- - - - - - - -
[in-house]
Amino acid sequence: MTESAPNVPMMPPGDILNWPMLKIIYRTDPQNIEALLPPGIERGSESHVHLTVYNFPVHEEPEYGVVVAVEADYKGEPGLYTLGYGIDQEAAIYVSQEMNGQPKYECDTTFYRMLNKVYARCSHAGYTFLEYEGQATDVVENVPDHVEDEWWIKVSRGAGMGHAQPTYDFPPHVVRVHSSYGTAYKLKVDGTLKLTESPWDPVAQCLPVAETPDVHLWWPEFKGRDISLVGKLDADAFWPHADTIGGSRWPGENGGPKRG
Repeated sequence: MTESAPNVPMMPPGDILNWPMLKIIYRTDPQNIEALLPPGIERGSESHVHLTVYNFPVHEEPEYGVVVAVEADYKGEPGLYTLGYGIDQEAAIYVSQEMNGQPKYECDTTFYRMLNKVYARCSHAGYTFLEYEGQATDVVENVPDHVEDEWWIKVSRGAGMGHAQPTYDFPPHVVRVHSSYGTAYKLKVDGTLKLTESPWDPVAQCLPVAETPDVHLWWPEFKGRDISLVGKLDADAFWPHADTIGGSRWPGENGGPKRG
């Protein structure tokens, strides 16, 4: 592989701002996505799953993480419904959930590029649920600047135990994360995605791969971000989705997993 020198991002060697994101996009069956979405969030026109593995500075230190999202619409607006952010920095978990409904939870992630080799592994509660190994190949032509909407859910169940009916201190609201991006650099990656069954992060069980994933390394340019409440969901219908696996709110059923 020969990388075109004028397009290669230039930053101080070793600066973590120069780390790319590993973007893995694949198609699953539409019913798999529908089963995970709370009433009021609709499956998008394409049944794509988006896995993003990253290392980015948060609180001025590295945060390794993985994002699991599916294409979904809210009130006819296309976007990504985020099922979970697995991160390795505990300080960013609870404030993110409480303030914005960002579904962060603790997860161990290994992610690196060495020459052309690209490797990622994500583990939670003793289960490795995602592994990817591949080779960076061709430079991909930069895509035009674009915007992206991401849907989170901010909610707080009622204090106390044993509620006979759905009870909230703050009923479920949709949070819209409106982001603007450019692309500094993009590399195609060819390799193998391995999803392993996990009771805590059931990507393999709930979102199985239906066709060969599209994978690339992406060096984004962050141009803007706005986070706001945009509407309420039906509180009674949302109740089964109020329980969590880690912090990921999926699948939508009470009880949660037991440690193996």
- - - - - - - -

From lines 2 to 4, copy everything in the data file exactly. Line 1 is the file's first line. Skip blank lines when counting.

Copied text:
Amino acid sequence: MTESAPNVPMMPPGDILNWPMLKIIYRTDPQNIEALLPPGIERGSESHVHLTVYNFPVHEEPEYGVVVAVEADYKGEPGLYTLGYGIDQEAAIYVSQEMNGQPKYECDTTFYRMLNKVYARCSHAGYTFLEYEGQATDVVENVPDHVEDEWWIKVSRGAGMGHAQPTYDFPPHVVRVHSSYGTAYKLKVDGTLKLTESPWDPVAQCLPVAETPDVHLWWPEFKGRDISLVGKLDADAFWPHADTIGGSRWPGENGGPKRG
Repeated sequence: MTESAPNVPMMPPGDILNWPMLKIIYRTDPQNIEALLPPGIERGSESHVHLTVYNFPVHEEPEYGVVVAVEADYKGEPGLYTLGYGIDQEAAIYVSQEMNGQPKYECDTTFYRMLNKVYARCSHAGYTFLEYEGQATDVVENVPDHVEDEWWIKVSRGAGMGHAQPTYDFPPHVVRVHSSYGTAYKLKVDGTLKLTESPWDPVAQCLPVAETPDVHLWWPEFKGRDISLVGKLDADAFWPHADTIGGSRWPGENGGPKRG
């Protein structure tokens, strides 16, 4: 592989701002996505799953993480419904959930590029649920600047135990994360995605791969971000989705997993 020198991002060697994101996009069956979405969030026109593995500075230190999202619409607006952010920095978990409904939870992630080799592994509660190994190949032509909407859910169940009916201190609201991006650099990656069954992060069980994933390394340019409440969901219908696996709110059923 020969990388075109004028397009290669230039930053101080070793600066973590120069780390790319590993973007893995694949198609699953539409019913798999529908089963995970709370009433009021609709499956998008394409049944794509988006896995993003990253290392980015948060609180001025590295945060390794993985994002699991599916294409979904809210009130006819296309976007990504985020099922979970697995991160390795505990300080960013609870404030993110409480303030914005960002579904962060603790997860161990290994992610690196060495020459052309690209490797990622994500583990939670003793289960490795995602592994990817591949080779960076061709430079991909930069895509035009674009915007992206991401849907989170901010909610707080009622204090106390044993509620006979759905009870909230703050009923479920949709949070819209409106982001603007450019692309500094993009590399195609060819390799193998391995999803392993996990009771805590059931990507393999709930979102199985239906066709060969599209994978690339992406060096984004962050141009803007706005986070706001945009509407309420039906509180009674949302109740089964109020329980969590880690912090990921999926699948939508009470009880949660037991440690193996």